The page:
I know this was probably addressed before but my 27 with wood wheels and Kelsey rims has about a 1/2" run out on one front wheel. It is definitely in the steel fellow not in the rim. Is there a way to true this up without taking the hub and spokes out.
Possibly. First, check to make sure that the six hub bolts are tight, and if not, tighten them, then recheck your runout. Just tightening the bolts might be enough to bring it into true. I have heard that Ford's original spec for new wheels was 1/4 inch of runout.
You really need to determine if the hub flange is bent or cracked. 1/2" is getting to be a lot. To do that, you can either observe to flange itself as the wheel rotates or remove the hub, (best way). To remove the hub you do not have to remove the spokes. Remove the six bolts, (assuming they're not just loose and the actual cause of this), and drive the hub out of the spokes while at the same time, supporting the spokes.
Thanks, I will check the flange. The nuts are tight as I just had this wheel apart last year and refinished the spokes. I re-tightened all of the nuts on all 4 wheels a couple of weeks ago and staked them. This is a Canadian Kelsey wheel and the spokes are shaped differently so that they come apart and go together quite easily without using a press. I found this out after I built the press before I started working on the wheels. The spokes are also marginally shorter than the US style which I bought and refinished before I started.
Just checked the hub flange. No run out on it. Definitely the felloe which in turn distorts the rim and tire. I'll have to take it apart, straighten it and/or rearrange the spokes. I do have a few other complete wheels but not sure if they are Canadian Kelseys or not until I take them apart to see the shape of the spokes.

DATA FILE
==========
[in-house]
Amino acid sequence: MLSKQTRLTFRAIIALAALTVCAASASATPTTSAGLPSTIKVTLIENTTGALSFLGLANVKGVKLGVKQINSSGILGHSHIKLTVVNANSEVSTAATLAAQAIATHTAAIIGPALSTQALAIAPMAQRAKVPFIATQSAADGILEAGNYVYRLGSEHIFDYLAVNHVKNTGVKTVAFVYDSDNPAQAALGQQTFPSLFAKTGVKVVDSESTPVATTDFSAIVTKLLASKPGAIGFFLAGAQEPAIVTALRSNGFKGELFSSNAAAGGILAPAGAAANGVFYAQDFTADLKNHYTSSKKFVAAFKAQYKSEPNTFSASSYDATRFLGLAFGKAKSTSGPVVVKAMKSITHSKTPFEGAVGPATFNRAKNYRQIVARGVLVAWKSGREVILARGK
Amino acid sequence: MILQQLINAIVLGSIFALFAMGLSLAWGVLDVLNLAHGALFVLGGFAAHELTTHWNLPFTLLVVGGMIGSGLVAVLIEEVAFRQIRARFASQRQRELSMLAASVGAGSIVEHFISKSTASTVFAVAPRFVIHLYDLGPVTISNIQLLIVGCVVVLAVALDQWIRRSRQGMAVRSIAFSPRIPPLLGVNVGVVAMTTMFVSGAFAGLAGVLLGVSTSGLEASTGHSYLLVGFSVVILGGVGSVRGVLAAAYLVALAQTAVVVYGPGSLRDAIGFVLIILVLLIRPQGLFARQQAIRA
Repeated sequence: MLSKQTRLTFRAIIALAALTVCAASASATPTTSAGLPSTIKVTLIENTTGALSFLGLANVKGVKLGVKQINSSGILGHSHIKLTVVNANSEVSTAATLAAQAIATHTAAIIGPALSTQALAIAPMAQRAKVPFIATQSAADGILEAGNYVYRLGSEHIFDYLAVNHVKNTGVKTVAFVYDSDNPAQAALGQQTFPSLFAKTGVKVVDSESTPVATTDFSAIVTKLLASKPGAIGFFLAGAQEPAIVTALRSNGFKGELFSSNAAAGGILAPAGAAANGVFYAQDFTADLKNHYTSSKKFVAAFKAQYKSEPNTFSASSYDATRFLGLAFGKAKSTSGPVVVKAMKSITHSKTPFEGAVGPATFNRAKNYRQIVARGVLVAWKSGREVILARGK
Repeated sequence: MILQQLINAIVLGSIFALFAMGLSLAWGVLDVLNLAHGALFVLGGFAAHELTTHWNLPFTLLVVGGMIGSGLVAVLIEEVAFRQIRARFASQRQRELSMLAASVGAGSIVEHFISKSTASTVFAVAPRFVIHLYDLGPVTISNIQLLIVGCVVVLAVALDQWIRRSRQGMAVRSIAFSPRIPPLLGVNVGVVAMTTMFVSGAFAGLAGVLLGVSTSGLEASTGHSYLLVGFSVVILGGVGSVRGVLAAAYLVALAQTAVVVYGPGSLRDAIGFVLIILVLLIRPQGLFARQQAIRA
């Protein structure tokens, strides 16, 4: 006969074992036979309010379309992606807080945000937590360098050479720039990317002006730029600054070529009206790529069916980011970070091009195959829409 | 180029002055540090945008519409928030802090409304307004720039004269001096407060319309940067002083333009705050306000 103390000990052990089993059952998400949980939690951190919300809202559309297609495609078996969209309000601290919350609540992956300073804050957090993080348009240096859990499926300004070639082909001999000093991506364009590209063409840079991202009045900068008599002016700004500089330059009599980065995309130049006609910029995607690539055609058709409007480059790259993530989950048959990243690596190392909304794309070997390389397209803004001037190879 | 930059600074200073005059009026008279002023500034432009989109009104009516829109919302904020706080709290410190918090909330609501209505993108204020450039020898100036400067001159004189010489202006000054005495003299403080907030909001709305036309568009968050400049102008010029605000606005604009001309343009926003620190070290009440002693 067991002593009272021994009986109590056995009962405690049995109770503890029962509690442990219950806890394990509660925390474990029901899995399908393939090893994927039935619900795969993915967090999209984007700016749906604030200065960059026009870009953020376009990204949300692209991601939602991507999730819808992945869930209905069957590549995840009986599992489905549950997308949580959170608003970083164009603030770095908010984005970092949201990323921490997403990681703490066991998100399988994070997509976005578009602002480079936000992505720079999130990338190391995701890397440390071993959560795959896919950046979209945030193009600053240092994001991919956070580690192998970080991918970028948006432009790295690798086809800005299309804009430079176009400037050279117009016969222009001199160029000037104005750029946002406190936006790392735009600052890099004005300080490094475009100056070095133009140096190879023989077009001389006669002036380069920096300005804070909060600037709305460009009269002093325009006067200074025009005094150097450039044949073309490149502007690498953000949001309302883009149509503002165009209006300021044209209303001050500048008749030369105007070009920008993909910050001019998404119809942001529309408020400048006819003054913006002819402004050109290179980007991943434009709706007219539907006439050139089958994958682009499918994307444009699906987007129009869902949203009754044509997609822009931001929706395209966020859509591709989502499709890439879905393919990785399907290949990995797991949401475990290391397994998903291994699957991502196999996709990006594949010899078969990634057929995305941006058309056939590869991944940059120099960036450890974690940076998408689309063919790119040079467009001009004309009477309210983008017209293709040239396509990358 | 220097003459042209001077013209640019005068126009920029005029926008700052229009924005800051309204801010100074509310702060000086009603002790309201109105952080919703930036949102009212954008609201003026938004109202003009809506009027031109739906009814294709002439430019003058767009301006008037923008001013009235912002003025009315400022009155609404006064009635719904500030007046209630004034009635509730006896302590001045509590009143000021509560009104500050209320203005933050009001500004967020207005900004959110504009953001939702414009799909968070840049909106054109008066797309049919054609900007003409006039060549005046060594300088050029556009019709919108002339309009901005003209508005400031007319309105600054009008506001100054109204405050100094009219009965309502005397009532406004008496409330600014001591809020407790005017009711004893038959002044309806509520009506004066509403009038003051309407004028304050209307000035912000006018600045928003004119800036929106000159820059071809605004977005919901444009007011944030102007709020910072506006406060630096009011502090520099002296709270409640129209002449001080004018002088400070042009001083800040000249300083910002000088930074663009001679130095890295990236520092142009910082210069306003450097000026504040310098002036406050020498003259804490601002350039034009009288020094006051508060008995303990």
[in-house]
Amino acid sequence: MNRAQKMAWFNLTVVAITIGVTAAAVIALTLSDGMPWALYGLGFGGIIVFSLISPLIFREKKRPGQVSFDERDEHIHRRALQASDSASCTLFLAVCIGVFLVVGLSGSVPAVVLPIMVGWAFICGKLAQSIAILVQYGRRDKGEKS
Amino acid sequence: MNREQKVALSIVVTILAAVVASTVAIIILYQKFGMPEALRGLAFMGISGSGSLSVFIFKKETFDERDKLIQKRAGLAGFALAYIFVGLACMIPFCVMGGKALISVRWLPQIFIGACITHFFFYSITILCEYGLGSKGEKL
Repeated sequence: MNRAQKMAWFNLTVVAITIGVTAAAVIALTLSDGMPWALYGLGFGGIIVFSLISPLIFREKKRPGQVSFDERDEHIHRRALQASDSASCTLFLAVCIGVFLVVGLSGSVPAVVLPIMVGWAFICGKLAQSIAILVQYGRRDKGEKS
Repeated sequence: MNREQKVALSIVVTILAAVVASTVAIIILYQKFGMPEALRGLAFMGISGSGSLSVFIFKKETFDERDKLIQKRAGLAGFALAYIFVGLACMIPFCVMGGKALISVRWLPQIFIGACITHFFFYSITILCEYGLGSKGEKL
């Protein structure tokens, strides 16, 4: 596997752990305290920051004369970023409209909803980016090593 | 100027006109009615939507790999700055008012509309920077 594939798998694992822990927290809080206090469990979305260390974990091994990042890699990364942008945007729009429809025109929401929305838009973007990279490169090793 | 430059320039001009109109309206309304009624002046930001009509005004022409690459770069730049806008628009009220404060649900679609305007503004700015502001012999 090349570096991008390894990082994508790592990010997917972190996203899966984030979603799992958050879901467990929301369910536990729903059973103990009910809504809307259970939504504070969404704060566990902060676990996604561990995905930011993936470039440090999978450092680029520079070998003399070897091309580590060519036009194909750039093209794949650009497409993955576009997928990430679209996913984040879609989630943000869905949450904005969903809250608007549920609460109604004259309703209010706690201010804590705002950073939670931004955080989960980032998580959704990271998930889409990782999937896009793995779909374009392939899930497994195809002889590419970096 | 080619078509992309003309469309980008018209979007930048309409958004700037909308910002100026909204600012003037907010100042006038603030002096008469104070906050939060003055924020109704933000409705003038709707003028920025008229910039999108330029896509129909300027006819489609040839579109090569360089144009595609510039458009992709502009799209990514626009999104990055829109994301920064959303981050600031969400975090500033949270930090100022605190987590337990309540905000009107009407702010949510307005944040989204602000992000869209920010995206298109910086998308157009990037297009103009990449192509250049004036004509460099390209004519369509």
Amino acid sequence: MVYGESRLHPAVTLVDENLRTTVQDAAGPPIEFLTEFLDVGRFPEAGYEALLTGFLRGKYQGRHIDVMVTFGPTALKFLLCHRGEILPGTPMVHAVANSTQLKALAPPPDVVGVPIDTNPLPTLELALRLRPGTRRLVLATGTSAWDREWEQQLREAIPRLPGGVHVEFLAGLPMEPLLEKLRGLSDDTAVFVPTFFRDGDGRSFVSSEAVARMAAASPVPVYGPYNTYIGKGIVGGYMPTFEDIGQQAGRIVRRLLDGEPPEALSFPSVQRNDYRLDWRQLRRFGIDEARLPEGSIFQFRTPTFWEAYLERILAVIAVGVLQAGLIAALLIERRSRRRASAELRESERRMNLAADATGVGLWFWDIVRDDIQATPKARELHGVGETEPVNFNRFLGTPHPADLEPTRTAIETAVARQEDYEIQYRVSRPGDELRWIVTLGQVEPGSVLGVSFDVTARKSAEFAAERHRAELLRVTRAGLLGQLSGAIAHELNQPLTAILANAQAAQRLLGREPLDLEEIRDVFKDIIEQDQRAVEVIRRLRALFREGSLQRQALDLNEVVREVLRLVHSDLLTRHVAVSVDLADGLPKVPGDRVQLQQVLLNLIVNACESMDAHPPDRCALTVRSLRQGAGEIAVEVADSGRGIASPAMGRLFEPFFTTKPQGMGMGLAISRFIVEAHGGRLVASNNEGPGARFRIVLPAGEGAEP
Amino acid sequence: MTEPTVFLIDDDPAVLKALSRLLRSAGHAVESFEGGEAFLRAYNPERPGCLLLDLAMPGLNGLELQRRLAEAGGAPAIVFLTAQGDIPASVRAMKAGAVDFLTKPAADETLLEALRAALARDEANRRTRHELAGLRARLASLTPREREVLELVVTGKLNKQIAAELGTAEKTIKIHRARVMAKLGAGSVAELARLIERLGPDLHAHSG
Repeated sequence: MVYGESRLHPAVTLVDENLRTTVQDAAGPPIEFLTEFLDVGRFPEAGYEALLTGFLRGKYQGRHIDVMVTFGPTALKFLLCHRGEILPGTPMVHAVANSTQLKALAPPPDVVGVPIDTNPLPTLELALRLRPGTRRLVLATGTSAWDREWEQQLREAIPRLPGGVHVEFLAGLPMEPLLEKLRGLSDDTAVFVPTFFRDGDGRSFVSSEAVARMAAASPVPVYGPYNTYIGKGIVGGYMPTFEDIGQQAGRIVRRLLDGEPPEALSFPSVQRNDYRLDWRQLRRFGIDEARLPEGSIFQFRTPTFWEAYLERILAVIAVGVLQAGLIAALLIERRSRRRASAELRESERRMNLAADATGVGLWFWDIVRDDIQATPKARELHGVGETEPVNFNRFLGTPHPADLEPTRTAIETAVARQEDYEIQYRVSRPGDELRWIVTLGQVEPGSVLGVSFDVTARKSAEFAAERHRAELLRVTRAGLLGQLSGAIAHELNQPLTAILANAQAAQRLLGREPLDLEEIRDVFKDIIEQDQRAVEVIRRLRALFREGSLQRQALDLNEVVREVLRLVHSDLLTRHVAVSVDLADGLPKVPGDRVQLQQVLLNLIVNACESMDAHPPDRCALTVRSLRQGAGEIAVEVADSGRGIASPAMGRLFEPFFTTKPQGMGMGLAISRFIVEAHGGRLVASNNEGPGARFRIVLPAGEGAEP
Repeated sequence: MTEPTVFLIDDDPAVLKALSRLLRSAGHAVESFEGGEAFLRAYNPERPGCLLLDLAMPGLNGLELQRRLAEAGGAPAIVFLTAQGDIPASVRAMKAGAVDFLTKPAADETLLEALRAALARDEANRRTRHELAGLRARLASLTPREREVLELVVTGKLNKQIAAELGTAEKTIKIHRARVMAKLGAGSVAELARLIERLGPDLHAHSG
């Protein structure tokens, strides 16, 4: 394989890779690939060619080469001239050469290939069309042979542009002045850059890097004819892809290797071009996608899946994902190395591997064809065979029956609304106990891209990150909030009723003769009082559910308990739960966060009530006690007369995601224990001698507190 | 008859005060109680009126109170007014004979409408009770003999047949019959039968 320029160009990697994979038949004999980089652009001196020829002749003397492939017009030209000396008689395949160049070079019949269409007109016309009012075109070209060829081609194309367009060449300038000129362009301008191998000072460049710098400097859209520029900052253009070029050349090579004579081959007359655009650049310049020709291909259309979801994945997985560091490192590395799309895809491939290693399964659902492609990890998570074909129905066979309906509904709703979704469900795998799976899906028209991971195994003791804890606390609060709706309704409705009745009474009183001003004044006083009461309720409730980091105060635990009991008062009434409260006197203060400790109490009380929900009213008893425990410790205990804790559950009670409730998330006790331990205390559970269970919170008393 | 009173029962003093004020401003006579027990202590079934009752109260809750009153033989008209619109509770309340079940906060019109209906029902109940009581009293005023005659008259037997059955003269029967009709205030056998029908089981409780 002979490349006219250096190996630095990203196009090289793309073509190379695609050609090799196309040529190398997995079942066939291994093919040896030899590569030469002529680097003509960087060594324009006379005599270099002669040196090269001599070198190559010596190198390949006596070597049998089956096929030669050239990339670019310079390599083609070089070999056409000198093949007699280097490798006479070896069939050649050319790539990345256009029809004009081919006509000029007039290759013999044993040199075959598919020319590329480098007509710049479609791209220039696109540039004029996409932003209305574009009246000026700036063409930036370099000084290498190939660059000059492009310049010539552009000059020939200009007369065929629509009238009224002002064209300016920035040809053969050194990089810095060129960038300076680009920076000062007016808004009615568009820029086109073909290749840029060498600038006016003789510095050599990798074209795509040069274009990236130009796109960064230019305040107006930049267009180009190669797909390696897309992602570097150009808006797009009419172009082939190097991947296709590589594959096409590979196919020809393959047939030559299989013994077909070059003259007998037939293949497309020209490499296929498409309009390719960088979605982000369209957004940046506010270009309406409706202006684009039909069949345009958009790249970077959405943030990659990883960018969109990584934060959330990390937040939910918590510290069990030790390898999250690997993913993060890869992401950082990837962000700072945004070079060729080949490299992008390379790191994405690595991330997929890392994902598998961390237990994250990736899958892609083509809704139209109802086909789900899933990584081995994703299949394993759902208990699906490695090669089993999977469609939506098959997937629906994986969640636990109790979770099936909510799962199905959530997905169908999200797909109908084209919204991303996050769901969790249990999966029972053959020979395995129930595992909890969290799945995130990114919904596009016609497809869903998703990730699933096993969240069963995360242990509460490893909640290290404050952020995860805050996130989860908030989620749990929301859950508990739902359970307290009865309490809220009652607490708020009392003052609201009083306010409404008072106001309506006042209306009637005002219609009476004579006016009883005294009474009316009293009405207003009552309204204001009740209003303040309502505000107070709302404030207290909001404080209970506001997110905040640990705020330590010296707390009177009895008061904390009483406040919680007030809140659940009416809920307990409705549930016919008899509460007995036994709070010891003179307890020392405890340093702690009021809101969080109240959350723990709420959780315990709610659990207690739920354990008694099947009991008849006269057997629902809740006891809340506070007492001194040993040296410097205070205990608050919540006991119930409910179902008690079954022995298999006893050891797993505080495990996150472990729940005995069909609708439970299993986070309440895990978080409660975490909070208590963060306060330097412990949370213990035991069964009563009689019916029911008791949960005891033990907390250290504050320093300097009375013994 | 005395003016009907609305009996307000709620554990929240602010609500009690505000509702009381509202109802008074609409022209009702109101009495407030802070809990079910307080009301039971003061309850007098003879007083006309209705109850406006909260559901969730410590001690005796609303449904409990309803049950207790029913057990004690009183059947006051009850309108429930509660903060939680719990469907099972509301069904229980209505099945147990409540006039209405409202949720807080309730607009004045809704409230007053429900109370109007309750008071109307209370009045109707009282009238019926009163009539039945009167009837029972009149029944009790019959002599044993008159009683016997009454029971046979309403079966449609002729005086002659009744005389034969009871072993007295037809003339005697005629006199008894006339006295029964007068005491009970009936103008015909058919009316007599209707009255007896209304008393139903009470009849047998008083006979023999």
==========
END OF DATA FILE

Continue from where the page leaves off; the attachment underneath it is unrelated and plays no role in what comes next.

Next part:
Dave, the Canadian spokes with the taper front to back on the hub end are easily discernible just by looking. If you are in doubt, remove the outer plate. This will show the six bolt holes through the spokes. On Canadian wheels the holes will be off centre on the line between the spokes due to the differential taper.
Hope this helps,
Allan from down under.
Dave,loosen up the hub nuts,then grab the tire at the top and shove back and forth to see if this loosens the spokes.Then,probably with a helper,determine where the "high" or "low" spot is,and Chiropractor,shove and pull the wheel to get as true as you can.
I have had to do this several times after having wheels apart.
And,also,if the car doesn't have St.Vitus' Dance the way it is,l would be tempted not to mess with them.
Dave, I have a '25 Canadian Tudor with wood wheels. It was restored in upper Michigan some time ago and I have no Idea who did it. The person I bought it from bought it from Oklahoma several years ago. The 21" rims are unusual as the 4 bolt tabs look to be folded over to make a heavier tab. Do you have pictures of yours?
Thanks for all the great input. Jim, I will try as you suggest. Richard, I will try to get a picture to you in the next couple of days.
Richard. Here are pics of the 2 types of wheels on my T. One wheel is as you described while the other 4 have solid lugs. Both lugs are marked Kelsey although pretty much all that is visible is the K and part of the Y as the bolt hole is drilled through the name.
Richard, with 21" wheels the rims will be for straight side tyres and the rims will be split. If your rims are correct for a Canadian car, they will have a 1/4" approx, hole on each side of the split, on each side of the rim. These are there to accept a unique tool used to collapse the rim when fitting tyres. Of course, your rims may well have been swapped for US style rims which do not have the holes.
Allan from down under.